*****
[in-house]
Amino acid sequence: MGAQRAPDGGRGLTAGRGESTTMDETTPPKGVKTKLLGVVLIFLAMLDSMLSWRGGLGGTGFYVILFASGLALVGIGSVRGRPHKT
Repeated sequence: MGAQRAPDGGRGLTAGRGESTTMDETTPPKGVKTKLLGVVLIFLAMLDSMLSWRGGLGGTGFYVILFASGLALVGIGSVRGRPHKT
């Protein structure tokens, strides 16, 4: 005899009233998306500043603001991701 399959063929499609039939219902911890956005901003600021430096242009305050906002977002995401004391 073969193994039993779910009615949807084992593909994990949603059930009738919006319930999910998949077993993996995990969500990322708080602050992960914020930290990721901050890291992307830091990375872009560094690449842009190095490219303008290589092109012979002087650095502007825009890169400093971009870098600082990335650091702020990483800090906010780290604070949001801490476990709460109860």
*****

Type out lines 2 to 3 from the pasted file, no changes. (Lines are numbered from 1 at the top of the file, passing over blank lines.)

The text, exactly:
Amino acid sequence: MGAQRAPDGGRGLTAGRGESTTMDETTPPKGVKTKLLGVVLIFLAMLDSMLSWRGGLGGTGFYVILFASGLALVGIGSVRGRPHKT
Repeated sequence: MGAQRAPDGGRGLTAGRGESTTMDETTPPKGVKTKLLGVVLIFLAMLDSMLSWRGGLGGTGFYVILFASGLALVGIGSVRGRPHKT